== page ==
Season 10, Episode 20, "Matter of Honor": Trevor Bardette (see the biography section for the 1960 post on The Life and Legend of Wyatt Earp) plays Army Corps of Engineers commander Capt. William Warner. Meg Wyllie (Mary Elizabeth Kissell on The Travels of Jaimie McPheeters, Doris Roach and Lila Morgan Tolliver Quartermaine on General Hospital, and Aunt Lolly Stemple on Mad About You) plays his wife Martha. Vic Morrow (shown on the left, starred in Tribute to a Bad Man, God's Little Acre, and Portrait of a Mobster and played Sgt. Saunders on Combat! and Capt. Eugene Nathan on B.A.D. Cats) plays his top aide Lt. Robert Benson. Shirley Ballard (Miss California 1944, wife of actor Jason Evers, script supervisor on Mad Max and continuity supervisor on Water Under the Bridge and The Sullivans) plays his girlfriend Indiana Hooker. Howard Petrie (Hugh Blaine on Bat Masterson) plays her uncle Joseph Hooker.

Season 10, Episode 21, "The Breaking Point": Dick Foran (Fire Chief Ed Washburne on Lassie and Slim on O.K., Crackerby!) plays mule team driver Bill Ferguson. William Schallert (see "Justice at Jackson Creek" above) plays swamper Dave Meiser. James Flavin (Lt. Donovan on Man With a Camera and Robert Howard on The Roaring 20's) plays their supervisor Perry. DeForest Kelley (shown on the right, played Dr. McCoy on Star Trek) plays Meiser's mining partner Shad Cullen. Grace Lee Whitney (Janice Rand on Star Trek, the Star Trek feature films, Star Trek: Voyager, and Star Trek New Voyages) plays saloon girl Verna.

Season 10, Episode 22, "Girl With a Gun": Garry Walberg (Police Sgt. Sullivan on Johnny Staccato, Sgt. Edward Goddard on Peyton Place, Speed on The Odd Couple, and Lt. Frank Monahan on Quincy M.E.) plays notorious outlaw Little Dick Metcalf. Anne Helm (shown on the left, starred in Follow That Dream, The Interns, and Honeymoon Hotel and played Molly Pierce on Run for Your Life and Mary Briggs on General Hospital) plays his daughter Jennie. Ken Mayer (Maj. Robbie Robertson on Space Patrol) plays Metcalf's captor Marshal Hobe Martin. Josh Peine (Judson McKay on Don't Call Me Charlie) plays his deputy Kenny. Paul Sorensen (Andy Bradley on Dallas) plays outlaw ring-leader Billy Hamlin.

Season 10, Episode 23, "Way Station": Dennis Day (shown on the right, see the biography section for the 1960 post on The Jack Benny Program) plays Boston bookkeeper Jason Barnes. Theona Bryant (appeared in The Miracle of the Hills, The Private Lives of Adam and Eve, College Confidential, and The Last Time I Saw Archie) plays his girlfriend Cynthia Waterfield. Frank Wilcox (see the biography section for the 1961 post on The Untouchables) plays her father and railroad executive Cyrus Waterfield. Merry Anders (starred in Calypso Heat Wave, Escape From San Quentin, House of the Damned, and Tickle Me and played Joyce Erwin on The Stu Erwin Show, Val Marlowe on It's Always Jan, Mike McCall on How to Marry a Millionaire, Alice on Never Too Young, and Policewoman Dorothy Miller on Dragnet 1967) plays Fairbanks, AZ way station manager Abby Jefferson. Charles Seel (Otis the Bartender on Tombstone Territory, Mr. Krinkie on Dennis the Menace, and Tom Pride on The Road West) plays her father. William Phipps (see the biography section for the 1960 post on The Life and Legend of Wyatt Earp) plays her suitor Ed Bascomb. Les Brown, Jr. (son of bandleader Les Brown, played Jim Bailey on The Baileys of Balboa and Buzz Coleman on The Young Marrieds) plays way station assistant Ben. Paul Sorensen (see "Girl With a Gun" above) plays Bisby Gang leader Clay Hooker. Harry Holcombe (appeared in The Fortune Cookie, The Unsinkable Molly Brown, Foxy Brown, Escape to Witch Mountain, and Empire of the Ants and played Frank Gardner on Search for Tomorrow, Doc Benson on My Mother the Car, Mr. Kendricks on Barefoot in the Park, and Dr. J.P. Martin on Bonanza) plays railroad board president Mr. Hadley.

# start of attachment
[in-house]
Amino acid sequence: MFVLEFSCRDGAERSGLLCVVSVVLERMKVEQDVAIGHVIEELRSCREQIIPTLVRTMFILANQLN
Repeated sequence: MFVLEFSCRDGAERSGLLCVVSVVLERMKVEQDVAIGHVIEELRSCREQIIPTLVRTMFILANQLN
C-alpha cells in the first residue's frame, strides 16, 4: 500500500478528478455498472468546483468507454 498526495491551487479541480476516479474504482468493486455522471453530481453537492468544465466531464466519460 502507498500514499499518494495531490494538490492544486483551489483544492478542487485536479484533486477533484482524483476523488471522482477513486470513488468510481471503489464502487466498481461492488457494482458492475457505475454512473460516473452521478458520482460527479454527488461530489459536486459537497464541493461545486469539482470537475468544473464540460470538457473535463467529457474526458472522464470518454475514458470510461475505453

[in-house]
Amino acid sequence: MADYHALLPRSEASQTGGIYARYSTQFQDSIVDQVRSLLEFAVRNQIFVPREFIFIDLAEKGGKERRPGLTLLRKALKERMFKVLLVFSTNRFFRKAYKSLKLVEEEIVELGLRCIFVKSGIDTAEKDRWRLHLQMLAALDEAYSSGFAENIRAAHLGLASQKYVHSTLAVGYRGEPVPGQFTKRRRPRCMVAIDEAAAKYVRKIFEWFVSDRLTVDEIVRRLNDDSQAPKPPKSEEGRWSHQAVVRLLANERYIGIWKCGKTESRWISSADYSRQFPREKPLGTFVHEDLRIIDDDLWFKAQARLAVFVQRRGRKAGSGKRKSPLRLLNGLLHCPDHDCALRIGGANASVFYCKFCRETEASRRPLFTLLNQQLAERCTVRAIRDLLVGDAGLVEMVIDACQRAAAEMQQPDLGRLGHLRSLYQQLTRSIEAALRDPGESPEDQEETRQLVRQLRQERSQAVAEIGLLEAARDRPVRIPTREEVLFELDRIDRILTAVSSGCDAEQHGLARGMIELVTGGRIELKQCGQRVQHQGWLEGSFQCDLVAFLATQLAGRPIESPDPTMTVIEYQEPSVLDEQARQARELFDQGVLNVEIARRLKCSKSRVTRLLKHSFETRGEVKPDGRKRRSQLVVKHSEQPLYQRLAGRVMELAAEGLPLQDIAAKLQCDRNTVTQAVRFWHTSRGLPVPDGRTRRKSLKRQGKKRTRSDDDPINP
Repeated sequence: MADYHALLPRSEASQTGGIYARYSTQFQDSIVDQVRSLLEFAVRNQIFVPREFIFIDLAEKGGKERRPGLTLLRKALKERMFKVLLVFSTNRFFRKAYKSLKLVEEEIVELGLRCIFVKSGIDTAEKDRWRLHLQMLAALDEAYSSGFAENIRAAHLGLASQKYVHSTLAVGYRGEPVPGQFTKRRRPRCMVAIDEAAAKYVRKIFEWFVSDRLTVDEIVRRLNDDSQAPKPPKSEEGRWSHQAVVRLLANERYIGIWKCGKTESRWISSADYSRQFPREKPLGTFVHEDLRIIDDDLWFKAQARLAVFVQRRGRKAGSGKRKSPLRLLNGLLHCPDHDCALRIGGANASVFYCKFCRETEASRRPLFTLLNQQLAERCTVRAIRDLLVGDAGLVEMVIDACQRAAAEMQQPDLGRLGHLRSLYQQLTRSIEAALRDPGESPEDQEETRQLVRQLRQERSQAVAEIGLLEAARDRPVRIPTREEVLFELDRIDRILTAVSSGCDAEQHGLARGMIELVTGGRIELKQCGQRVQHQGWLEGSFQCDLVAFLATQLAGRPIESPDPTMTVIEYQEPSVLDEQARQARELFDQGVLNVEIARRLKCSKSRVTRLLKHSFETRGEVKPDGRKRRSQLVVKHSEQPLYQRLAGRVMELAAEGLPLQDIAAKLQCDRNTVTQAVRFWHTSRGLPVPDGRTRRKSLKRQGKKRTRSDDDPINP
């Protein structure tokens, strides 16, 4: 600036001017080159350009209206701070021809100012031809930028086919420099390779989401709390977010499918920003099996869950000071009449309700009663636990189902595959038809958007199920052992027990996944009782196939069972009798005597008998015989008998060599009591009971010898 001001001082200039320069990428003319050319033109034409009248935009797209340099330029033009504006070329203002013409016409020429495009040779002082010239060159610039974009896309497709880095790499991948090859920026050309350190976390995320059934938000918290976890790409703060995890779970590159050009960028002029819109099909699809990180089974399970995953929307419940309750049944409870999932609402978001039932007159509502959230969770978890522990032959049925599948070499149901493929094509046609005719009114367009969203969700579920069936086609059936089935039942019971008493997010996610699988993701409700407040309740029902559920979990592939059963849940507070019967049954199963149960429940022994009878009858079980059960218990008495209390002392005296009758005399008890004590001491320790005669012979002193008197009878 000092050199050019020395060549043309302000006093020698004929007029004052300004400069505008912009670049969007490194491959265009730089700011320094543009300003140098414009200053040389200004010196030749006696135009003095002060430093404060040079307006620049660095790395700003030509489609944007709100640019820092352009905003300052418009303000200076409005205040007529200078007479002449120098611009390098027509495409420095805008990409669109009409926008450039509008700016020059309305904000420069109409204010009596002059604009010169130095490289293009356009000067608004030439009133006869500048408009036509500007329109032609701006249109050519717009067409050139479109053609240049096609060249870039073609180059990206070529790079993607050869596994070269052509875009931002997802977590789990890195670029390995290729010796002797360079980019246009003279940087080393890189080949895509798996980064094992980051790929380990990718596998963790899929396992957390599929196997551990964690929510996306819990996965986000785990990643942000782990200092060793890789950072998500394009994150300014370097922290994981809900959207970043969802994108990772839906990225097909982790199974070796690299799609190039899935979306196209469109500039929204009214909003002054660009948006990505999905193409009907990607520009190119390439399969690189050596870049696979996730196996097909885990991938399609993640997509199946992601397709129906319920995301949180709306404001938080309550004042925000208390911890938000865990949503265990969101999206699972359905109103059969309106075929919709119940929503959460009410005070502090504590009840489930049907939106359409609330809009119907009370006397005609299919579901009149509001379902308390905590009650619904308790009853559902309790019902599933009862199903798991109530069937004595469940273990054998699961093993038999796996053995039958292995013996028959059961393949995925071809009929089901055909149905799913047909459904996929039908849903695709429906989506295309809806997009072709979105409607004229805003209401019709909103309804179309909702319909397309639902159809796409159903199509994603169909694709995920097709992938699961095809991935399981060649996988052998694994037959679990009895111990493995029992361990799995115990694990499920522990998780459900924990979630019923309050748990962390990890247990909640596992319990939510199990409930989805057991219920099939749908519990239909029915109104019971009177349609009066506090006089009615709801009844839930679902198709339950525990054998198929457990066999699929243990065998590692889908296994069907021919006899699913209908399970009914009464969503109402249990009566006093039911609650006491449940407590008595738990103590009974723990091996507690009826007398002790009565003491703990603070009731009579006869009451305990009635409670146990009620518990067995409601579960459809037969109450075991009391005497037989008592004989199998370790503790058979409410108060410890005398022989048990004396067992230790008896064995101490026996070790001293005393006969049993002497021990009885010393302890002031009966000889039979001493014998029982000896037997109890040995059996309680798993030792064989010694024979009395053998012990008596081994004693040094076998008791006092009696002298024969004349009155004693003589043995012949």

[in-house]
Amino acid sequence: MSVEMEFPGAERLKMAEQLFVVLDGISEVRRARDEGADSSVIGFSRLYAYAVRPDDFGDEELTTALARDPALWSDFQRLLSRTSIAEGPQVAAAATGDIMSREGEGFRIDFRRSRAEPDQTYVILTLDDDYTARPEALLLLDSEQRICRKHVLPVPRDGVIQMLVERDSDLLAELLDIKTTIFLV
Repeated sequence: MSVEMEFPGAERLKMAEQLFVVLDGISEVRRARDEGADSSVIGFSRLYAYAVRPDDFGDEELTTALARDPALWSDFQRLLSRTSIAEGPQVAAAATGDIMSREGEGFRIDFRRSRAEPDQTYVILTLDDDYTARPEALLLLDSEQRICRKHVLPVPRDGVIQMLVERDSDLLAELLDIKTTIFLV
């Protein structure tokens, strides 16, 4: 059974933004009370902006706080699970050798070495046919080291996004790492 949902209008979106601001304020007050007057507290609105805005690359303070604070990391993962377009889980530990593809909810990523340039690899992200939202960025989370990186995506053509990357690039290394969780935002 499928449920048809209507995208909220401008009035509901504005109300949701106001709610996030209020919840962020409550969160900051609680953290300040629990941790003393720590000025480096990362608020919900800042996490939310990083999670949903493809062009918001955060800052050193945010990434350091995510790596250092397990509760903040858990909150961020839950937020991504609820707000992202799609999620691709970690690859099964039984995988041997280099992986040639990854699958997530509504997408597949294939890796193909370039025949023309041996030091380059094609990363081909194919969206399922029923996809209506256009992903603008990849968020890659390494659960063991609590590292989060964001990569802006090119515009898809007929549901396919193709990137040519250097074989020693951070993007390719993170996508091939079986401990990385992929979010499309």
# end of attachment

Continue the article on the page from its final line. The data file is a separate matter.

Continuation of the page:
Season 10, Episode 24, "The Unshakable Man": Tony Martin (shown on the left, singer who starred in Ziegfeld Girl, Till the Clouds Roll By, Two Tickets to Broadway, Deep in My Heart, and Hit the Deck) plays banker Amadeo P. Giannini. Parley Baer (see the biography section for the 1961 post on The Adventures of Ozzie and Harriet) plays banking council leader Crowder. Nick Dennis (starred in A Streetcar Named Desire, East of Eden, and Kiss Me Deadly and played Nick Kanavaras on Ben Casey and Constantine on Kojak) plays produce dealer Pietro. Robert Carricart (Pepe Cordoza on T.H.E. Cat) plays Giannini teller Salvatore. Ralph Manza (Al Bonacorsi on The D.A.'s Man, Mike Costello on General Hospital, Jay Drury on Banacek, Ambulance Aide Stanke on A.E.S. Hudson, Padre Guardiano on Mama Malone, Bud on Newhart, and Father Lewis on Days of Our Lives) plays Italian immigrant businessman Bartolomo.

Season 10, Episode 25, "Showdown at Kamaaina Flats": John Vivyan (shown on the right, see the biography section for the 1960 post on Mr. Lucky) plays disgruntled shipmate Jeremy Whitlock. Gregg Palmer (see the biography section for the 1961 post on The Life and Legend of Wyatt Earp) plays slave ship first mate Leathers. Terence de Marney (Case Thomas on Johnny Ringo and Counsellor Doone on Lorna Doone) plays informant Smith. Jose De Vega (starred in West Side Story, Blue Hawaii, and Ash Wednesday) plays escaped Hawaiian Kimo. Oscar Beregi, Jr. (see the biography section for the 1961 post on The Untouchables) plays gold prospector Mueller. Gordon Jones (appeared in The Green Hornet, Flying Tigers, My Sister Eileen, The Secret Life of Walter Mitty, and McLintock! and played Mike Kelley on The Abbott and Costello Show, Pete Thompson on The Ray Milland Show, Hubie Dodd on So This Is Hollywood, and Butch Barton on The Adventures of Ozzie and Harriet) plays fellow prospector Callahan.